Tomie dePaola understands what children want to read.

He’s proven that during a 40-plus year career as a children’s author and illustrator. His more than 200 books, which include the popular titles “Strega Nona,” “26 Fairmount Avenue” and “The Art Lesson,” have sold more than 15 million copies. His latest, “Strega Nona’s Gift,” is due to be released Oct. 18.

But dePaola also understands that he has not achieved this success completely alone. In an era when so much printed information is available electronically at the click of a mouse, he never forgets to thank booksellers.

So when he won the American Library Association’s Laura Ingalls Wilder Award this year for his contribution to children’s literature, dePaola had a party at his home in New London, N.H. And he invited bookstore owners from all over New England.

“There aren’t as many local independent booksellers as there used to be, and we need them. We need all the bookstores,” dePaola, 77, said from his New Hampshire home. “That’s how I met the ladies from Kennebooks.”

DePaola is referring to a bookstore in Kennebunk. He agreed to give a reading and talk at the store, but because of his popularity, Kennebooks’ management decided to move the event to the Nonantum Resort in nearby Kennebunkport.

The event will focus on “Strega Nona’s Gift,” and will begin at 4:30 p.m. Oct. 21. It’s free, but reservations are suggested. 

Q: What prompted this latest “Strega Nona” book?

A: The character sort of got a new lease on life when the pop-up book came out a few years ago. This book was inspired by a food writer, Carol Field, who spent a year in Italy visiting all these villages on important feast days. You can go to villages five miles apart, and the food is different on the same feast day.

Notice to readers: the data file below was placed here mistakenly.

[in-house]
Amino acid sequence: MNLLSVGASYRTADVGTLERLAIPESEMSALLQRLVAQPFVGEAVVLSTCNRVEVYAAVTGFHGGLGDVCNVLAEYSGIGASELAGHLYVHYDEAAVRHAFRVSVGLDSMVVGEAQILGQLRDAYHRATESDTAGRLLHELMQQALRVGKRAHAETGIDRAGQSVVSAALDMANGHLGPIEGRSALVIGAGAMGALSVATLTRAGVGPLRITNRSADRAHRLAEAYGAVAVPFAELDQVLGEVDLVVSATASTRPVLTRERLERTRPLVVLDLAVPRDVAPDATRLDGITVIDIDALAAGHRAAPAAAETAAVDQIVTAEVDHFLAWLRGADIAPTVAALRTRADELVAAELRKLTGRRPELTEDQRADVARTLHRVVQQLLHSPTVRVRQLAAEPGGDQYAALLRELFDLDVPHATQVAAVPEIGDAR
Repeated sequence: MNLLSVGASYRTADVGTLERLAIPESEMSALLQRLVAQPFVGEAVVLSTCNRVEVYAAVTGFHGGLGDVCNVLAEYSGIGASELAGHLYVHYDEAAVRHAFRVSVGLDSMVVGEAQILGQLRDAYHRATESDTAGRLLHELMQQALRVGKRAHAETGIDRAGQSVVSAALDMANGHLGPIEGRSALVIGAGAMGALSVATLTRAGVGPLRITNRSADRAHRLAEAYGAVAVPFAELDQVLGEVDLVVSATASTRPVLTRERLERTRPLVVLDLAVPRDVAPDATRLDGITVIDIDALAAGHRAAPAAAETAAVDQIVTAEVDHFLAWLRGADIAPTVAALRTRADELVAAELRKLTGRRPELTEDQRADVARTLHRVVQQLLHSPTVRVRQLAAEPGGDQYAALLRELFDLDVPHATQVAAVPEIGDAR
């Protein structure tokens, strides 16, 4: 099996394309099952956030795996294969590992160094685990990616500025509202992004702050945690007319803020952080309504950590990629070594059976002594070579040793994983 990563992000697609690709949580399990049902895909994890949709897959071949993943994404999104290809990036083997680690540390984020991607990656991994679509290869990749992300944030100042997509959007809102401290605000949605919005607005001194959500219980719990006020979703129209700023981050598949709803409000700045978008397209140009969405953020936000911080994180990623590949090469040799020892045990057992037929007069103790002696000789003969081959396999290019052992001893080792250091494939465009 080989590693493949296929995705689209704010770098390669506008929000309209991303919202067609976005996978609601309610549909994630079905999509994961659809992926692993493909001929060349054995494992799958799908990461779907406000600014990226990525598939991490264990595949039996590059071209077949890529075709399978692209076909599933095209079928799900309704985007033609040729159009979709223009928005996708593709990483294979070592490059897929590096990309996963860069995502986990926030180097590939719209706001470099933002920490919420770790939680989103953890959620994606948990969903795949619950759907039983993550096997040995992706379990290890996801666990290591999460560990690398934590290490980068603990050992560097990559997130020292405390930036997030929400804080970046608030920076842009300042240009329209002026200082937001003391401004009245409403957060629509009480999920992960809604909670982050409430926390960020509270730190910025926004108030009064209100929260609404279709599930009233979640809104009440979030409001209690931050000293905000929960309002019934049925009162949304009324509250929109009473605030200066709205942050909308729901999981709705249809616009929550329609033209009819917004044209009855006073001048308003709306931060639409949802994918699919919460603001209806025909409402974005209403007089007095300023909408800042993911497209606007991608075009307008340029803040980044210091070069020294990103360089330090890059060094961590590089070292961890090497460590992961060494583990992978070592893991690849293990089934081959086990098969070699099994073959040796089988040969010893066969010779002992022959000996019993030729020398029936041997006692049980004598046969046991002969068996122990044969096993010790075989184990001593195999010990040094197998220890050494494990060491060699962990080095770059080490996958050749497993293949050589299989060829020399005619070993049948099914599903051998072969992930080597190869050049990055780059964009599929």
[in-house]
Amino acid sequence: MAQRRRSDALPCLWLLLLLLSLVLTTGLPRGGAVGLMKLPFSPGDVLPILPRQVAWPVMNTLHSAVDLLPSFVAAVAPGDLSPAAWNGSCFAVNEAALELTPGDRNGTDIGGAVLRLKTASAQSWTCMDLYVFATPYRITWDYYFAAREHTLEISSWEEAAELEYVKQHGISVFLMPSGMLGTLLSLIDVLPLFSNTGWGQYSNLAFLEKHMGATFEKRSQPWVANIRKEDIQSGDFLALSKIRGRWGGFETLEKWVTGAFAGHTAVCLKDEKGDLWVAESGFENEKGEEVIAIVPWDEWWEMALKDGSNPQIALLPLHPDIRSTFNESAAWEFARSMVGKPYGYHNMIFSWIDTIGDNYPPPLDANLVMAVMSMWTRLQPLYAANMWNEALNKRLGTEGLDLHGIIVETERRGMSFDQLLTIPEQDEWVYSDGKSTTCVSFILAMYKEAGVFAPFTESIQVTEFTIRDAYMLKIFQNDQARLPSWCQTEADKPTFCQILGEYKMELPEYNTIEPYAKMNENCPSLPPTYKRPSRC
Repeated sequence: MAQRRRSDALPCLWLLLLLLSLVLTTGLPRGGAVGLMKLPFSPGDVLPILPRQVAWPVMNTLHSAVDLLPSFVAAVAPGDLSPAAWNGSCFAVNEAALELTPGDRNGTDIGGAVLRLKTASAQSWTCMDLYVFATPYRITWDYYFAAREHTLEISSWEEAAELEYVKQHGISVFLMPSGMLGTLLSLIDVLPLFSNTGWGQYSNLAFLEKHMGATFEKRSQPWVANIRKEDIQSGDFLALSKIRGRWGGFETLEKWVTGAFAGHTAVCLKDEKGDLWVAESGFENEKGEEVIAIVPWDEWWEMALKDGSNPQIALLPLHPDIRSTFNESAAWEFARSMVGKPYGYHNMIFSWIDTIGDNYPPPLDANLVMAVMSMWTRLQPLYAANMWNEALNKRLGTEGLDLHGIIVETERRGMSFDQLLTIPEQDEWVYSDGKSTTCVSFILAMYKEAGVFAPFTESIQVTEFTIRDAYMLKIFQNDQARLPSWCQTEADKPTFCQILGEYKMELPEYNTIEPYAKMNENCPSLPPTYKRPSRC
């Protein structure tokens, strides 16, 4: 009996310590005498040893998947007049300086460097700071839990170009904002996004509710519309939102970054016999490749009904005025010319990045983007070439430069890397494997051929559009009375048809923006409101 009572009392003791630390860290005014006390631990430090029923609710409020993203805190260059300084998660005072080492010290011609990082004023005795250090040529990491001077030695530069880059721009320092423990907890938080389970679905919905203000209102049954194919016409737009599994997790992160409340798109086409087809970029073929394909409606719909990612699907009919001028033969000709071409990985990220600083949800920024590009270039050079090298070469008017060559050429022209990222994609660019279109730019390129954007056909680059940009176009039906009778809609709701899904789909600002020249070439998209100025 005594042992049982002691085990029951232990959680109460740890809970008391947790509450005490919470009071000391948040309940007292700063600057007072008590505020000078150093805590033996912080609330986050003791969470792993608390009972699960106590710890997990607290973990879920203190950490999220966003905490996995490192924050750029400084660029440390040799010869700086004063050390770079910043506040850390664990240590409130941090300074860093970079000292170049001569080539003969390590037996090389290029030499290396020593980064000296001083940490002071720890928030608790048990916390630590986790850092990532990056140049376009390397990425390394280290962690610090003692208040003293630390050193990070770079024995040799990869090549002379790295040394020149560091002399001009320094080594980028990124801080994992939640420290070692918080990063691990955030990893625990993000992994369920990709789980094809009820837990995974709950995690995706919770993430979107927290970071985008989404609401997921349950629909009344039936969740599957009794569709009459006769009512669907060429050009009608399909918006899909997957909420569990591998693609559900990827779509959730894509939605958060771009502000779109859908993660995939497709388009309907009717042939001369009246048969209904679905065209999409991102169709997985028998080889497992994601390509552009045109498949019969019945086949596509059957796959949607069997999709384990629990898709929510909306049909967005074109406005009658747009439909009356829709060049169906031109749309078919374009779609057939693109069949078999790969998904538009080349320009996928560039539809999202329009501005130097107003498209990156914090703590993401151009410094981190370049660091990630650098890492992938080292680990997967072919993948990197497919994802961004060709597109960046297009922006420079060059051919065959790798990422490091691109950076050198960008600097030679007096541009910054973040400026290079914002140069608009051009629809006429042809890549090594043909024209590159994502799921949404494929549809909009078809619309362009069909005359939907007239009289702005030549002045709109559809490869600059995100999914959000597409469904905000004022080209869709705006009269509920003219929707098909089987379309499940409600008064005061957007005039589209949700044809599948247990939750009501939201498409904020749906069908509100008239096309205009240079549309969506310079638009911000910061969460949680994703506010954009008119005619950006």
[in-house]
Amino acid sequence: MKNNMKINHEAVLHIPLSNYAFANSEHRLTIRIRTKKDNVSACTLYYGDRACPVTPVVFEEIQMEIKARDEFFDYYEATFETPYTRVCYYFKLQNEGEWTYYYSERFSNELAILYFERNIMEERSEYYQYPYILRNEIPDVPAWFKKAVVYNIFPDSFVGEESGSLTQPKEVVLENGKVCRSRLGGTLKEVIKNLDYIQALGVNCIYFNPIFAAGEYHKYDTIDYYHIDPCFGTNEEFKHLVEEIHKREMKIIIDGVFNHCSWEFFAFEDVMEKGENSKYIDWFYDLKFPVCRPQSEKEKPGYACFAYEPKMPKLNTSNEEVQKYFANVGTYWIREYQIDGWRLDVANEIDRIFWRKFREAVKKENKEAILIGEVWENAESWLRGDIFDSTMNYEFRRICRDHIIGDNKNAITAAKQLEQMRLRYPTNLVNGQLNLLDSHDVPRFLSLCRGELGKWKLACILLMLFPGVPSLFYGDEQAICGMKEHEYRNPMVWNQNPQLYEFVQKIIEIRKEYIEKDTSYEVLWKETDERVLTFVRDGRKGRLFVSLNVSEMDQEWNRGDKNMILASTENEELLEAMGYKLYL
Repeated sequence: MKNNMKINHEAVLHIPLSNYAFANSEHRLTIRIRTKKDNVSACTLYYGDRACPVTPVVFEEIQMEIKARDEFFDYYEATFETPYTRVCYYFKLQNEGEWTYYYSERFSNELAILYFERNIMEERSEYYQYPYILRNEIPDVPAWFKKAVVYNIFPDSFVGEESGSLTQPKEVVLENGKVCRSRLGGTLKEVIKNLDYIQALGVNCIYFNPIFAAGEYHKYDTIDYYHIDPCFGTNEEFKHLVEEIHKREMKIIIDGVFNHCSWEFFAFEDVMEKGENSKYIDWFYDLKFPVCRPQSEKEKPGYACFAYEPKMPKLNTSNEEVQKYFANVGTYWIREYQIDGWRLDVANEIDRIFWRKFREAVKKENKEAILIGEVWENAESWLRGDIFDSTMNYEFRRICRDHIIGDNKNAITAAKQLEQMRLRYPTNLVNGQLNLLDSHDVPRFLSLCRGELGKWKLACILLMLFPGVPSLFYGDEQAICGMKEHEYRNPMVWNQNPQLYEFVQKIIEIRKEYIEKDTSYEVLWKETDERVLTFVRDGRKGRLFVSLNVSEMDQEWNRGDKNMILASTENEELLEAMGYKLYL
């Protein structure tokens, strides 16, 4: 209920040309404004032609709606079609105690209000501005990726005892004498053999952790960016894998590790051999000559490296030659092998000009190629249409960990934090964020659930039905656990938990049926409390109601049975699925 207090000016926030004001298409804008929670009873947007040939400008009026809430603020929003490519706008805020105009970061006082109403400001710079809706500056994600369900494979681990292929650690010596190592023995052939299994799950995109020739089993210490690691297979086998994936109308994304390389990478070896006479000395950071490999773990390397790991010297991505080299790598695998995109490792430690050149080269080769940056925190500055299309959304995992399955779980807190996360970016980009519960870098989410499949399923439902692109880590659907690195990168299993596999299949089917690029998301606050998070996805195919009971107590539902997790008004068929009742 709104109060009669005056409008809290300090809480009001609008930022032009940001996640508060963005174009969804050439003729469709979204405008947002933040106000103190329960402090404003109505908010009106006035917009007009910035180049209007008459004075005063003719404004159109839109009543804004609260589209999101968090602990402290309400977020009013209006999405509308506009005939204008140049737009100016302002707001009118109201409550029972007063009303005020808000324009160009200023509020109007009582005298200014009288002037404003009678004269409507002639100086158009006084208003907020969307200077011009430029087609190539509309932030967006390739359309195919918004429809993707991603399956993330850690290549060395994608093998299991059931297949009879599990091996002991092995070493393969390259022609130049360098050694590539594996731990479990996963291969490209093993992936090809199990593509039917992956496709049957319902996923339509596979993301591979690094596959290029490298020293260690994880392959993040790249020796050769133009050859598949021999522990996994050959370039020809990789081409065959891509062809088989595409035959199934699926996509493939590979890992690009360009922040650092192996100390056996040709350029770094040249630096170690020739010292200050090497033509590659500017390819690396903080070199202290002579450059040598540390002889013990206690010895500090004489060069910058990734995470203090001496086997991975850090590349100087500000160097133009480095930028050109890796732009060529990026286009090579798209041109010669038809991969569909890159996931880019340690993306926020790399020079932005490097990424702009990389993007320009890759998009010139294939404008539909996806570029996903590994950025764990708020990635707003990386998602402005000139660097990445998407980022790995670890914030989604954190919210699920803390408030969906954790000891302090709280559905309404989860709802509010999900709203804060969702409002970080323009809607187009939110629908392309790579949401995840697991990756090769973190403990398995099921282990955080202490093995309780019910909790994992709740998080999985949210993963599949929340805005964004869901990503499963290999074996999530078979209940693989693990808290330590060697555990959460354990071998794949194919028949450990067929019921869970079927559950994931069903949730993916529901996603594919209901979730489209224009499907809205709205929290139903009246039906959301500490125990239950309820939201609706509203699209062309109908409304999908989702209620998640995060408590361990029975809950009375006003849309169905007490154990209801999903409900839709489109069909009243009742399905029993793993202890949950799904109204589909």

Jan. 6 is a day when all the animals are supposed to be able to talk about their owners. So people cook for their animals. And Strega Nona gives a gift to the people of the village, but I don’t want to give away what it is. 

Q: Strega Nona clearly has some sort of magic. What is she, and where did you get the idea for her?

A: Strega Nona is a good witch. “Nona” means “grandmother,” but nobody in their right mind would call their own grandmother “Strega Nona.” Some of the ideas came from my Italian grandmother. If neighbors had a headache, my grandmother had this special bowl with warm water and a few drops of olive oil, and she’d say a prayer, and she’d dip a hairpin in it to make the headache go away. 

Q: A lot of your books are about your childhood, like “Tom” or “The Baby Sister.” Why do you think you remember your childhood so vividly?

A: In my case, families were different then, and I never ate a meal without my entire family, breakfast, lunch and dinner. Sunday, the noontime meal was a very big deal, and my mom and dad would tell us stories; stories about what we did when we were younger. And my dad had a movie camera, and so I have all these home movies of myself as a child.

As you grow older, you find your memory is very good about certain things. Like I have vivid memories about how I felt at certain times. I feel like I’ve been blessed with memories, and I really trust that, and quite often that’s the spark for a book idea. 

Q: What are some of the components that make a good children’s book?

A: If I knew that, I’d be a billionaire. I’d say if somebody wants to be an illustrator, go to art school to learn about techniques and colors.

If you want to be a writer, my first question would be, “Do you like to read?” Because nobody can be a writer if they don’t love reading. Try to find your own voice and be as honest as possible. Write about things you know or you feel deeply about. 

Q: Do you have a favorite of all the books you’ve written?

A: “Nana Upstairs and Nana Downstairs,” because that was the first time I tried anything truly autobiographical, and it really got me noticed. As a child (in Meriden, Conn.), my Irish grandmother and my Irish great-grandmother lived in the same house, and my great-grandmother was bedridden, so she was always upstairs. As I child, I had to put everything in these neat little boxes, so I had a grandmother upstairs and a grandmother downstairs.

Staff Writer Ray Routhier can be contacted at 791-6454 or at:

[email protected]